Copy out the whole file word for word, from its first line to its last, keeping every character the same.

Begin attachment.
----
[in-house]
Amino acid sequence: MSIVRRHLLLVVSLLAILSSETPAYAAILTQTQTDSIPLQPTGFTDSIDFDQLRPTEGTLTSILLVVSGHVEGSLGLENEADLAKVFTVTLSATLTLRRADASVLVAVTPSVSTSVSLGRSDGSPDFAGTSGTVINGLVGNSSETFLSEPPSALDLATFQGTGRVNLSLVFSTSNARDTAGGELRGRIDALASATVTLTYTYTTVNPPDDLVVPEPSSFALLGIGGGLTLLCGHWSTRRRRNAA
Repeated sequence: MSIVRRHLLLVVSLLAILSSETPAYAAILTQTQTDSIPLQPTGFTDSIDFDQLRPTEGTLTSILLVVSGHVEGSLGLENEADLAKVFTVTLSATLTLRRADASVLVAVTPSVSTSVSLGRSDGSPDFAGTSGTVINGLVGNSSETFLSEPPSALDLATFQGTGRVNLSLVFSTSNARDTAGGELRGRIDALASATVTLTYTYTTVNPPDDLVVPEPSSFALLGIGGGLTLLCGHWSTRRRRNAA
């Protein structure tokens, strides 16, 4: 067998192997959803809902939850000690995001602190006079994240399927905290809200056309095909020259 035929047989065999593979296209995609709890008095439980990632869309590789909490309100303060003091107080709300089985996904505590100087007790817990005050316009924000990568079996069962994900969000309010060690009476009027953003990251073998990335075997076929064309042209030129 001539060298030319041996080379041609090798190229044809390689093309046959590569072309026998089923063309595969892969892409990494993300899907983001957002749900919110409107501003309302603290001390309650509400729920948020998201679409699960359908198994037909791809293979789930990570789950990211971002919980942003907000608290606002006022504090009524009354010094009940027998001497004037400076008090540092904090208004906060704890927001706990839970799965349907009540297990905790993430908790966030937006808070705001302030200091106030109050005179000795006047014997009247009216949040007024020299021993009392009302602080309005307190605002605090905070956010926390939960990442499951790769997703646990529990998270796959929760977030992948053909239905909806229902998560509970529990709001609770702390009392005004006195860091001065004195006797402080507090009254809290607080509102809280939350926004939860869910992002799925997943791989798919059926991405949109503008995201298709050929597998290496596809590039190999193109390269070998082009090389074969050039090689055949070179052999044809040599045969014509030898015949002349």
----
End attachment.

[in-house]
Amino acid sequence: MSIVRRHLLLVVSLLAILSSETPAYAAILTQTQTDSIPLQPTGFTDSIDFDQLRPTEGTLTSILLVVSGHVEGSLGLENEADLAKVFTVTLSATLTLRRADASVLVAVTPSVSTSVSLGRSDGSPDFAGTSGTVINGLVGNSSETFLSEPPSALDLATFQGTGRVNLSLVFSTSNARDTAGGELRGRIDALASATVTLTYTYTTVNPPDDLVVPEPSSFALLGIGGGLTLLCGHWSTRRRRNAA
Repeated sequence: MSIVRRHLLLVVSLLAILSSETPAYAAILTQTQTDSIPLQPTGFTDSIDFDQLRPTEGTLTSILLVVSGHVEGSLGLENEADLAKVFTVTLSATLTLRRADASVLVAVTPSVSTSVSLGRSDGSPDFAGTSGTVINGLVGNSSETFLSEPPSALDLATFQGTGRVNLSLVFSTSNARDTAGGELRGRIDALASATVTLTYTYTTVNPPDDLVVPEPSSFALLGIGGGLTLLCGHWSTRRRRNAA
């Protein structure tokens, strides 16, 4: 067998192997959803809902939850000690995001602190006079994240399927905290809200056309095909020259 035929047989065999593979296209995609709890008095439980990632869309590789909490309100303060003091107080709300089985996904505590100087007790817990005050316009924000990568079996069962994900969000309010060690009476009027953003990251073998990335075997076929064309042209030129 001539060298030319041996080379041609090798190229044809390689093309046959590569072309026998089923063309595969892969892409990494993300899907983001957002749900919110409107501003309302603290001390309650509400729920948020998201679409699960359908198994037909791809293979789930990570789950990211971002919980942003907000608290606002006022504090009524009354010094009940027998001497004037400076008090540092904090208004906060704890927001706990839970799965349907009540297990905790993430908790966030937006808070705001302030200091106030109050005179000795006047014997009247009216949040007024020299021993009392009302602080309005307190605002605090905070956010926390939960990442499951790769997703646990529990998270796959929760977030992948053909239905909806229902998560509970529990709001609770702390009392005004006195860091001065004195006797402080507090009254809290607080509102809280939350926004939860869910992002799925997943791989798919059926991405949109503008995201298709050929597998290496596809590039190999193109390269070998082009090389074969050039090689055949070179052999044809040599045969014509030898015949002349």